If you install a line lock to lock the front brakes, but not the rear, you relieve a lot of the pressure off of the trans and drive train as the only friction is the tires at the tread.
Then, you can start off with the engine at normal RPM and jump it to 1500 to 2000 and it should smoke the tires until the cords show without putting sever load on the drive train with the rear brakes locked up. You can smoke the tires with a 2.2 liter 4 cylinder rear wheel drive if you just lock the front brakes and not the rear. Pump the rear tires up to 32 psi and it is even easier on the drive train.
The line lock is cheap and easy to install compared to rebuilding the trans, replacing u-joints and broken gears.

Now you are ready for a John Force burnout.

Last edited by R66; 11-10-2016 at 11:42 PM.
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Old 11-11-2016, 01:38 AM   #12
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Quote:
Originally Posted by warrenmj View Post
Not sure why anyone driving a C2 would feel the need to impress anyone driving a smart car or any other car for that matter....
Small hands?
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Old 11-11-2016, 04:57 AM   #13
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Quote:
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Small hands?
your point....????



Bill

Last edited by wmf62; 11-11-2016 at 04:57 AM.
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Old 11-11-2016, 05:54 AM   #14
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Its a well known fact (especially among the ladies) small hands mean a small pingus.
Surely you've heard that...

Why use and abuse your classic Corvette to impress somebody in a Smart Car?

You could do the same thing with a Renault Dauphine, a Schwinn bicycle or a grocery cart you stole from Piggly-Wiggly.

Not worth burning out a Powerglide transmission or busting a U-joint to me...
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Old 11-11-2016, 07:57 AM   #15
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Default Powerglides

I believe the rule-of-thumb is that your transmission fluid temperature rises 100 degrees per second when holding in gear against the brake.
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Old 11-11-2016, 08:27 AM   #16
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Quote:
Originally Posted by ack fia View Post
I believe the rule-of-thumb is that your transmission fluid temperature rises 100 degrees per second when holding in gear against the brake.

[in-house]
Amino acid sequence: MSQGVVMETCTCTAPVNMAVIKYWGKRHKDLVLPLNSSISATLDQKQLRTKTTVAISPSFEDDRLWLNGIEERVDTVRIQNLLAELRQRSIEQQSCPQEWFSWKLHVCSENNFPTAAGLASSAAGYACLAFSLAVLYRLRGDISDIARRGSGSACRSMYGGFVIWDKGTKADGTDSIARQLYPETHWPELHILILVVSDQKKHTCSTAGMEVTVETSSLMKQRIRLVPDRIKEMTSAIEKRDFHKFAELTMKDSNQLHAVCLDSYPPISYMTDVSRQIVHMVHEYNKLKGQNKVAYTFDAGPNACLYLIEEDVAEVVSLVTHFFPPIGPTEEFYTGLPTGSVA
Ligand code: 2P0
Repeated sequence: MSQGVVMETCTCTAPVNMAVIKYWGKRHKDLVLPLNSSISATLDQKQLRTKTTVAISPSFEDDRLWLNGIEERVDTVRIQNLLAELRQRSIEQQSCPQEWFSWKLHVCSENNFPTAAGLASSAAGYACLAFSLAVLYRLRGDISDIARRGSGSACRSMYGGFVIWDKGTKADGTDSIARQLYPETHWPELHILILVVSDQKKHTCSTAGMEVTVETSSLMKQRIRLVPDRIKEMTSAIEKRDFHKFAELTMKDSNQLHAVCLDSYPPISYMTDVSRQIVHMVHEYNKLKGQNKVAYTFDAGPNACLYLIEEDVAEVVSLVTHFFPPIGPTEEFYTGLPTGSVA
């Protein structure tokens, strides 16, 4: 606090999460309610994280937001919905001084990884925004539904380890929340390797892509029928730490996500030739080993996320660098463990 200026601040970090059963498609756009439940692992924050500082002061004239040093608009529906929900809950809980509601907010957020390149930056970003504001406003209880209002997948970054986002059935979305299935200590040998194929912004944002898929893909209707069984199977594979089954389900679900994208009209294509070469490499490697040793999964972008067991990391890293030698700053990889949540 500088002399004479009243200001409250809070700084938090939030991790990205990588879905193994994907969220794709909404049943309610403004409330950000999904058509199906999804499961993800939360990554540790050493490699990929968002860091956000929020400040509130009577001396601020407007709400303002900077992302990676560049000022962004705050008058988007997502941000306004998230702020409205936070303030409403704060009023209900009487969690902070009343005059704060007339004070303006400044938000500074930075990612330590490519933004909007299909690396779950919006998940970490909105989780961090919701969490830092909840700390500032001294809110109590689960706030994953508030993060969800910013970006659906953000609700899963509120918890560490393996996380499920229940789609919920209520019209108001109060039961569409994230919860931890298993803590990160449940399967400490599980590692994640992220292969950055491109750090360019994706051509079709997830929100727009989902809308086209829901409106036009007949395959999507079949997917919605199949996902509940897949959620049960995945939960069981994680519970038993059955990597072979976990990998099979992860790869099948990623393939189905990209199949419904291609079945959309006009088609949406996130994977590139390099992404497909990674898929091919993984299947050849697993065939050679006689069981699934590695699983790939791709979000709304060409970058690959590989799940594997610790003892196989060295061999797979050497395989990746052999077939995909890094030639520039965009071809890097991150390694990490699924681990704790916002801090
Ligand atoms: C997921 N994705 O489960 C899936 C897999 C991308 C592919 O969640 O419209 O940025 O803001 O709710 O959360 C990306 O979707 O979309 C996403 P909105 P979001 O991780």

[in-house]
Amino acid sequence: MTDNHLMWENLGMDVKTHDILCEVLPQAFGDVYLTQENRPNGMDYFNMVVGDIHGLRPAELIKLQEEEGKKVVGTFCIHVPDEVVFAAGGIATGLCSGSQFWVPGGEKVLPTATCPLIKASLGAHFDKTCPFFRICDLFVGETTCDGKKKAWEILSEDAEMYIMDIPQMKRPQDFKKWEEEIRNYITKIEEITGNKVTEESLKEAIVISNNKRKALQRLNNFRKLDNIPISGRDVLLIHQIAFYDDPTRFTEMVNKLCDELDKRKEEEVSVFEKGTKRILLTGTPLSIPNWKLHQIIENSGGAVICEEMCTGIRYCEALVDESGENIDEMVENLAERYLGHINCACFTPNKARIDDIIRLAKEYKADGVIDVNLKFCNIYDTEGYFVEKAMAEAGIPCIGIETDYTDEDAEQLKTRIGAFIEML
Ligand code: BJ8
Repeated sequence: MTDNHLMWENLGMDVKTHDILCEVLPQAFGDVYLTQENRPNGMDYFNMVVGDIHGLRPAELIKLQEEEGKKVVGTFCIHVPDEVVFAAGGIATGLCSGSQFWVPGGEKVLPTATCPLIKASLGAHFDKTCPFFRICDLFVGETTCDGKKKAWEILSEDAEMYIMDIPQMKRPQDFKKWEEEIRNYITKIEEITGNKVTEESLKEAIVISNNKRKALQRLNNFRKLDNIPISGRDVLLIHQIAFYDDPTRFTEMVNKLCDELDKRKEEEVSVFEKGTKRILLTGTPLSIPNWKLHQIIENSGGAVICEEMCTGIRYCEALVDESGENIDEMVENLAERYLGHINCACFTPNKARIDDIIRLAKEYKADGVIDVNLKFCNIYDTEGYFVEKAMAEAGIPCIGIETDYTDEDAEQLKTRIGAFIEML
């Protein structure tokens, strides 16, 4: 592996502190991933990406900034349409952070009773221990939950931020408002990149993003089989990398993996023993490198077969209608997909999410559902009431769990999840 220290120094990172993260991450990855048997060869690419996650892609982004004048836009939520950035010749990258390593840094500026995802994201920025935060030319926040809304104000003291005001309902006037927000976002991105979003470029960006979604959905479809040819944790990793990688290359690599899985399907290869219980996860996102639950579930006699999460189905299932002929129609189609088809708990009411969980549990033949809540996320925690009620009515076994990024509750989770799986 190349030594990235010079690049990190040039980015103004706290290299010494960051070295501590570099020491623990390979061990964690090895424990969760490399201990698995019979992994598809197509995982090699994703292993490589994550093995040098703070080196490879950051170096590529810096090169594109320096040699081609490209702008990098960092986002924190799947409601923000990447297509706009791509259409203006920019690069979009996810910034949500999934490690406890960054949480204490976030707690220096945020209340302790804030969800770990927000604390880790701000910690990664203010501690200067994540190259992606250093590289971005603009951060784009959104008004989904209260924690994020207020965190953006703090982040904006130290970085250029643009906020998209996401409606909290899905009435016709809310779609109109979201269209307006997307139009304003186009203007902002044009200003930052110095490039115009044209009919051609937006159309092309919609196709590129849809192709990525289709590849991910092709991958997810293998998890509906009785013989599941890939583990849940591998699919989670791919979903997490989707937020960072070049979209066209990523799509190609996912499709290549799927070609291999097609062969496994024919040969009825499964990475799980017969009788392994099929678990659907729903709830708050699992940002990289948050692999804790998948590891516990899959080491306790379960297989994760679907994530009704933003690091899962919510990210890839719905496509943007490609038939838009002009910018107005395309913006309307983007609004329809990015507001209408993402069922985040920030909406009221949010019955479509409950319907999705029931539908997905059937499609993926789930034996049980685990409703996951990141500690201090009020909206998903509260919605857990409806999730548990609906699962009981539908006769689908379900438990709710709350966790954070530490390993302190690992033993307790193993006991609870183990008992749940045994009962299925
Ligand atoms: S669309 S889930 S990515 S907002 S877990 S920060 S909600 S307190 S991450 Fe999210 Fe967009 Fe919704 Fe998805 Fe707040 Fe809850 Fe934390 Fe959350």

Yes, but its the clutch plates and band levers that object to 2,800 RPM engagement against a stationary driveline.


It really is a stupid thing for anyone over 21 to be doing, especially in a vintage car. 18 years old in a rented Lincoln? Different story. Then again todays cars won't allow such buffoonery.


Dan
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Old 11-11-2016, 09:01 AM   #17
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Joe Biden has started a new trend. Now everyone wants to do burnouts.

Richard Newton
A Real Race Car

Last edited by rfn026; 11-11-2016 at 09:04 AM.
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Old 11-11-2016, 09:08 AM   #18
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Quote:
Originally Posted by dplotkin View Post
Yes, but its the clutch plates and band levers that object to 2,800 RPM engagement against a stationary driveline.


It really is a stupid thing for anyone over 21 to be doing, especially in a vintage car. 18 years old in a rented Lincoln? Different story. Then again todays cars won't allow such buffoonery.


Dan
Install a Muncie 4 speed if you want something to flog
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Old 11-11-2016, 11:13 AM   #19
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The safest way to do a burnout in a doggy car is to power brake it, as described by fredski. I foot on brake, one on gas, load the converter, and then floor it as the tires start to break loose. Easy to make even slug cars burn rubber. Being a powerglide car, you probably have an open rear end...which will tend to destroy spider gears as you burn one tire into oblivion while the other just sits there. Neutral drops are only allowed if you are under 18 years of age and in need of much Clearasil. Good luck with your second childhood.
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Old 11-11-2016, 11:19 AM   #20
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Quote:
Originally Posted by dplotkin View Post
Yes they do, but of them all the 'glide can take it for a finite number of times anyway. The best burnout tranny ever? Mopar 727. The worst? Ford MX & FMX. The THM350 was no Hercules either.

To be fair, a tranny's ability to withstand neutral drops and so forth is a function of the engine torque.

Glides were tortured and took it as long as you didn't too badly scald the fluid.

Dan (who was kicked out of public high because my in depth burnout studies were not viewed as extra-circular).
Agree with your assessment.

I remember a neutral start in my 1965 BB MOPAR. Put down some great "tracks" but blew out both rear axle seals. The 727 held in there.

Also have had poor results with the FORD trans you mentioned. They had trouble with the torque.

Larry